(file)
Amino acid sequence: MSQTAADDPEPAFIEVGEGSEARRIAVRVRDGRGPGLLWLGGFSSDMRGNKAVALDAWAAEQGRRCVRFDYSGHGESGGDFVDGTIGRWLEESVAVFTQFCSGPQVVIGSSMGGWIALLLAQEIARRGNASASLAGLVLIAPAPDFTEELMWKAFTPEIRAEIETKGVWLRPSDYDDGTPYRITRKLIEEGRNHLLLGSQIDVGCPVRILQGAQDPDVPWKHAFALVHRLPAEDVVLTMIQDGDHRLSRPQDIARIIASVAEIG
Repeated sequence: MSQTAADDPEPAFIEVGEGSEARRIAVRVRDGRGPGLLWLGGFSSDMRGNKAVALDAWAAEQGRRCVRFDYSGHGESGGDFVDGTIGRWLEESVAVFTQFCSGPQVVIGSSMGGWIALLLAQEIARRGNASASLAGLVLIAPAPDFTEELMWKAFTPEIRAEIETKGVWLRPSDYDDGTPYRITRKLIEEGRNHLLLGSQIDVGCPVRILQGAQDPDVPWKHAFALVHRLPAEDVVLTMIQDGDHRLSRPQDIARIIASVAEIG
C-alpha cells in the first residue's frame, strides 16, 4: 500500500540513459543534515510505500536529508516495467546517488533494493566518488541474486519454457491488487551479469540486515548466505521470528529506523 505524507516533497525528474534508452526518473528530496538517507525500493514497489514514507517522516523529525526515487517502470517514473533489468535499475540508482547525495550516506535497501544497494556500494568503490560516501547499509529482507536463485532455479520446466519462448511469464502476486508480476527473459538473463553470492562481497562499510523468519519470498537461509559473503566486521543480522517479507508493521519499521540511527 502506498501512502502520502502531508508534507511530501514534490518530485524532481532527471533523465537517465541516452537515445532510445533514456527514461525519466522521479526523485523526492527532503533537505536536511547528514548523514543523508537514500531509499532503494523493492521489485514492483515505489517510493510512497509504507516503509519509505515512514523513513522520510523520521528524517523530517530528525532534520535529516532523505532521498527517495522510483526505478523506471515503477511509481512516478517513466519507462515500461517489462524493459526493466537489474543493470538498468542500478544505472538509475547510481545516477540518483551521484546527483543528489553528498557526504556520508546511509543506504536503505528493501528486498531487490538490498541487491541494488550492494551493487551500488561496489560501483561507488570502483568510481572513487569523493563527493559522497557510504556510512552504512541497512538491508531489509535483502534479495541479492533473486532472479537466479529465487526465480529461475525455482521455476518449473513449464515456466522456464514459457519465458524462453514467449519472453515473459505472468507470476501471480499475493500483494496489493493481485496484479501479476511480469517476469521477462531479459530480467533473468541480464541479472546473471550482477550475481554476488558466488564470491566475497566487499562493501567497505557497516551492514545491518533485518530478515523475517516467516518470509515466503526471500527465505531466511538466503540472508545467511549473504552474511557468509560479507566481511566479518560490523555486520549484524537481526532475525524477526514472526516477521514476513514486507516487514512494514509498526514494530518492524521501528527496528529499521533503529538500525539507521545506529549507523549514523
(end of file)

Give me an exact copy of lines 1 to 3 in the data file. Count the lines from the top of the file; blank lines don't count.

Amino acid sequence: MSQTAADDPEPAFIEVGEGSEARRIAVRVRDGRGPGLLWLGGFSSDMRGNKAVALDAWAAEQGRRCVRFDYSGHGESGGDFVDGTIGRWLEESVAVFTQFCSGPQVVIGSSMGGWIALLLAQEIARRGNASASLAGLVLIAPAPDFTEELMWKAFTPEIRAEIETKGVWLRPSDYDDGTPYRITRKLIEEGRNHLLLGSQIDVGCPVRILQGAQDPDVPWKHAFALVHRLPAEDVVLTMIQDGDHRLSRPQDIARIIASVAEIG
Repeated sequence: MSQTAADDPEPAFIEVGEGSEARRIAVRVRDGRGPGLLWLGGFSSDMRGNKAVALDAWAAEQGRRCVRFDYSGHGESGGDFVDGTIGRWLEESVAVFTQFCSGPQVVIGSSMGGWIALLLAQEIARRGNASASLAGLVLIAPAPDFTEELMWKAFTPEIRAEIETKGVWLRPSDYDDGTPYRITRKLIEEGRNHLLLGSQIDVGCPVRILQGAQDPDVPWKHAFALVHRLPAEDVVLTMIQDGDHRLSRPQDIARIIASVAEIG
C-alpha cells in the first residue's frame, strides 16, 4: 500500500540513459543534515510505500536529508516495467546517488533494493566518488541474486519454457491488487551479469540486515548466505521470528529506523 505524507516533497525528474534508452526518473528530496538517507525500493514497489514514507517522516523529525526515487517502470517514473533489468535499475540508482547525495550516506535497501544497494556500494568503490560516501547499509529482507536463485532455479520446466519462448511469464502476486508480476527473459538473463553470492562481497562499510523468519519470498537461509559473503566486521543480522517479507508493521519499521540511527 502506498501512502502520502502531508508534507511530501514534490518530485524532481532527471533523465537517465541516452537515445532510445533514456527514461525519466522521479526523485523526492527532503533537505536536511547528514548523514543523508537514500531509499532503494523493492521489485514492483515505489517510493510512497509504507516503509519509505515512514523513513522520510523520521528524517523530517530528525532534520535529516532523505532521498527517495522510483526505478523506471515503477511509481512516478517513466519507462515500461517489462524493459526493466537489474543493470538498468542500478544505472538509475547510481545516477540518483551521484546527483543528489553528498557526504556520508546511509543506504536503505528493501528486498531487490538490498541487491541494488550492494551493487551500488561496489560501483561507488570502483568510481572513487569523493563527493559522497557510504556510512552504512541497512538491508531489509535483502534479495541479492533473486532472479537466479529465487526465480529461475525455482521455476518449473513449464515456466522456464514459457519465458524462453514467449519472453515473459505472468507470476501471480499475493500483494496489493493481485496484479501479476511480469517476469521477462531479459530480467533473468541480464541479472546473471550482477550475481554476488558466488564470491566475497566487499562493501567497505557497516551492514545491518533485518530478515523475517516467516518470509515466503526471500527465505531466511538466503540472508545467511549473504552474511557468509560479507566481511566479518560490523555486520549484524537481526532475525524477526514472526516477521514476513514486507516487514512494514509498526514494530518492524521501528527496528529499521533503529538500525539507521545506529549507523549514523